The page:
#AFtalks: Plan, Develop, Ship–Advice for App Makers with Ariel Michaeli

Welcome to our #AFtalks recap!

This week’s discussion revolved around the process of making an app–from planning an app to the actual development stage, to launching and keeping it successful. We hope that first-time developers get useful insight as they take on their new projects, and that seasoned developers can share their experiences and maybe even learn new tricks on how to improve their process.

To kick off our very first twitter chat, we invited our CEO + Co-Founder, Ariel Michaeli, to share his insights on this topic with the questions below. Included are his answers, as well as some of our favorite insights from the community:

Q1: What kind of problem were you trying to solve with your app?

A: We wanted our app to simplify analytics so that our users can get a high level overview quickly but also dig in deeper. Once we started designing we realized this is much harder to accomplish if we just “port” the way the site works.

Here’s an example of thinking outside-the-box to solve a problem with an app:

Q2: Did you go native, or cross platform?

A: Native all the way! If you’ve seen/used the app you know it’s very interactive and full of animations. All of that required native code, and a few components built from scratch (like charts). However… that was two years ago, and for a very specific reason. Non-native is much more popular today. One good example of this is Unity, which is now being used to build 45% Android games.

Q3: What advice would you give to a first time app developer when making design decisions on their app?

A: Don’t be afraid to throw out your entire design, even if you invested a lot of time into it. Little known fact, we designed and built a whole app, then didn’t like it and threw it away before shipping. It cost us quite a while, but ultimately resulted in an app that’s much easier to use.

Q4: What tips can you share for having a stress-free app submission process to the stores?

A: Read and follow the guidelines! When we first submitted the app we got a metadata rejection immediately for having a link somewhere we shouldn’t. A silly reason for a launch delay. Also, plan extra time to go through review, so there won’t be a rush to launch on time.

Q5: Your app is approved! What would you do next?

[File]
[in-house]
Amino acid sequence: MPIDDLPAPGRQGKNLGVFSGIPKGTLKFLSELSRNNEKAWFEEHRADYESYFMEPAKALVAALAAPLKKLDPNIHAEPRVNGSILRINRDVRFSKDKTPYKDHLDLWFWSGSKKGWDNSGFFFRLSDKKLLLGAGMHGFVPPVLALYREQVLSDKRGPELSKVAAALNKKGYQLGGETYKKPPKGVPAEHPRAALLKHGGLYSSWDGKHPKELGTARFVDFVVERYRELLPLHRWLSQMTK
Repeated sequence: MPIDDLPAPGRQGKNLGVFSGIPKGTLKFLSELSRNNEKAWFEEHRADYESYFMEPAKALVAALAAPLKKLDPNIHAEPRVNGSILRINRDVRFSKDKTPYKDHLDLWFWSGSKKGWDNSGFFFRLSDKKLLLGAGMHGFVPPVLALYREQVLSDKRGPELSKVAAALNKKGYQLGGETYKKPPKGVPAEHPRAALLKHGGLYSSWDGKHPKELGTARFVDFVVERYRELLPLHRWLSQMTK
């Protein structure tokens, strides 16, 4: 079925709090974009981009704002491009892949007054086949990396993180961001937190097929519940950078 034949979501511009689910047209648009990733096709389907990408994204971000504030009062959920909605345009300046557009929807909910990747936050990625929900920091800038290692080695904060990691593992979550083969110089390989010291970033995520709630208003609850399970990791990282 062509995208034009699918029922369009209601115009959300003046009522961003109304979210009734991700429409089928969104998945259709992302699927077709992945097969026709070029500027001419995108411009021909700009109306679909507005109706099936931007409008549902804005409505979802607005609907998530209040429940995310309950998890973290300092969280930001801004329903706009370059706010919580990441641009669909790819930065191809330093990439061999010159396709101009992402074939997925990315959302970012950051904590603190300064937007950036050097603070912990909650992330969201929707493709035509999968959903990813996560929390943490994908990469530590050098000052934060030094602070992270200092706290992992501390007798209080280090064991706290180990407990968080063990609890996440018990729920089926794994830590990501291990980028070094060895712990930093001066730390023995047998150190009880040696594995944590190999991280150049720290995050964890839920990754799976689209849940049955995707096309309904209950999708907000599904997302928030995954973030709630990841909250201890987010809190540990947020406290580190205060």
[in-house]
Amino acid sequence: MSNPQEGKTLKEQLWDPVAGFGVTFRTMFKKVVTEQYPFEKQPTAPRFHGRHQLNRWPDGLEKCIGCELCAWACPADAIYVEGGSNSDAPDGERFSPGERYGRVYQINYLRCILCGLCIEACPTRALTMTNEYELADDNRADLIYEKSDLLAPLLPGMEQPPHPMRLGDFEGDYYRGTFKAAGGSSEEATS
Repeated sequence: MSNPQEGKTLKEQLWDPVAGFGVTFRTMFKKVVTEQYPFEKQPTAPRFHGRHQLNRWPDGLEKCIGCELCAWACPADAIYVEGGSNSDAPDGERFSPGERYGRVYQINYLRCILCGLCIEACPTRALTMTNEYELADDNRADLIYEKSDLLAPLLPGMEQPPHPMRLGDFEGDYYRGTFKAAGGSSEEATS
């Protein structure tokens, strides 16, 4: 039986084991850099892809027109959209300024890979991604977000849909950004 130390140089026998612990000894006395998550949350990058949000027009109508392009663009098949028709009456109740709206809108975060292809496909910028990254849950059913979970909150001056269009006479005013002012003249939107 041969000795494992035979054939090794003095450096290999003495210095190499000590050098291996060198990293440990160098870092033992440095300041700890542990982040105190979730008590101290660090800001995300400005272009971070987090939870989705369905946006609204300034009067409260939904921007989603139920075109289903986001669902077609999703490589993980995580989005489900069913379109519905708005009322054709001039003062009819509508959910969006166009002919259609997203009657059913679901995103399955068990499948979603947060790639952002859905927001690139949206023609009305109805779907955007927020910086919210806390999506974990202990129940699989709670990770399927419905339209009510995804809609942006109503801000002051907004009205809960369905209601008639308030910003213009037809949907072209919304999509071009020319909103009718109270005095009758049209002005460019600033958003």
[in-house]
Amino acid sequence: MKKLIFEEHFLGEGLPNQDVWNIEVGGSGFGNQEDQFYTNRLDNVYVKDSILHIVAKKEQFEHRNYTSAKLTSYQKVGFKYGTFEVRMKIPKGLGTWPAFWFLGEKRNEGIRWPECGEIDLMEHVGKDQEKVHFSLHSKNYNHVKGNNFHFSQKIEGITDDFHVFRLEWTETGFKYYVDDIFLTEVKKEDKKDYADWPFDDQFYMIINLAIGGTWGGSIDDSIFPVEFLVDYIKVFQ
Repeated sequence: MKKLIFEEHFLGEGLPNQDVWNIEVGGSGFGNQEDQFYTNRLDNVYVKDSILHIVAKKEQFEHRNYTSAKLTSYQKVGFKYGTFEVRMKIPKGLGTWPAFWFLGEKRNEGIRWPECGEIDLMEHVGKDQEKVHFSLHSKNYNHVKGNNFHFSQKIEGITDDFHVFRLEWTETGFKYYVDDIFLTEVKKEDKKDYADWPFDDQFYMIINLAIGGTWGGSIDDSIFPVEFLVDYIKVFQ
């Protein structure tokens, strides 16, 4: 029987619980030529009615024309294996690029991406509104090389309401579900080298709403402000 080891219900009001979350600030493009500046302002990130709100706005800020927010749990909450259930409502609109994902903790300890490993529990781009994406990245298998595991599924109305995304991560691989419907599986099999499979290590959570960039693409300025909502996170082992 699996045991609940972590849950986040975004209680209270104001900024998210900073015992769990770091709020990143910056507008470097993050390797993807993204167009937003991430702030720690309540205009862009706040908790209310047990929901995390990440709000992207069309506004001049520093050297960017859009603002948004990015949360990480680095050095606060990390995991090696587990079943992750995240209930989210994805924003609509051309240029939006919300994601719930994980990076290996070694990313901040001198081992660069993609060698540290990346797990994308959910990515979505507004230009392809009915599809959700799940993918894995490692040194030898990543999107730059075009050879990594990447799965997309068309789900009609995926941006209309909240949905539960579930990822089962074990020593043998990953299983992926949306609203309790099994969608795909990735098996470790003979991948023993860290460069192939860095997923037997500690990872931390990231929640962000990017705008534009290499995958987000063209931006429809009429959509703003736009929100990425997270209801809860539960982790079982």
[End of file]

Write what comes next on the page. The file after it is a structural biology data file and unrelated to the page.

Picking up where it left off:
A: We celebrated for a bit, then turned over to marketing and promotion. We got a good amount of traction early on from journalists, ProductHunt and from our member mailing list, and it was important to concentrate all at once. Then it was all about the numbers. We focused on downloads, active users, session length, and how they all work together.

Q6: What is your go-to marketing channel for promoting your app?

A:We’ve had a lot of success with our mailing list and Twitter ads. I’ve heard very different answers though from others. IMO the key is to map out all the channels you can use and pick the ones where the audience is most receptive. For example, a post in the right sub reddit might have a higher return than a paid Facebook ad.

Q7: What are the most important metrics you pay attention to in order to keep your app successful?

A: We look at a combination of things, starting with downloads and usage, and compare them to internal metrics like first-time logins, and how users engage with the app. Our latest update added real-time notifications, so tracking active users has been our focus. Recently 7-day retention is another important metric for developers, but depends a lot on your app. We spend a lot of time looking at the relationship between metrics and conversion rates over time.

Check out the rest of the insights we heard today on the #AFtalks hashtag

A huge thanks to our guest and to all those that were part of today’s discussion! Join us for our weekly Twitter chat every Tuesday at 1pm ET (and bring your friends!). See you all next week where #AFtalks about Monetization Strategies.

Resources:

Image sources: Canva

Originally published at blog.appfigures.com on June 13, 2017.

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App store industry insights packed into short bits.

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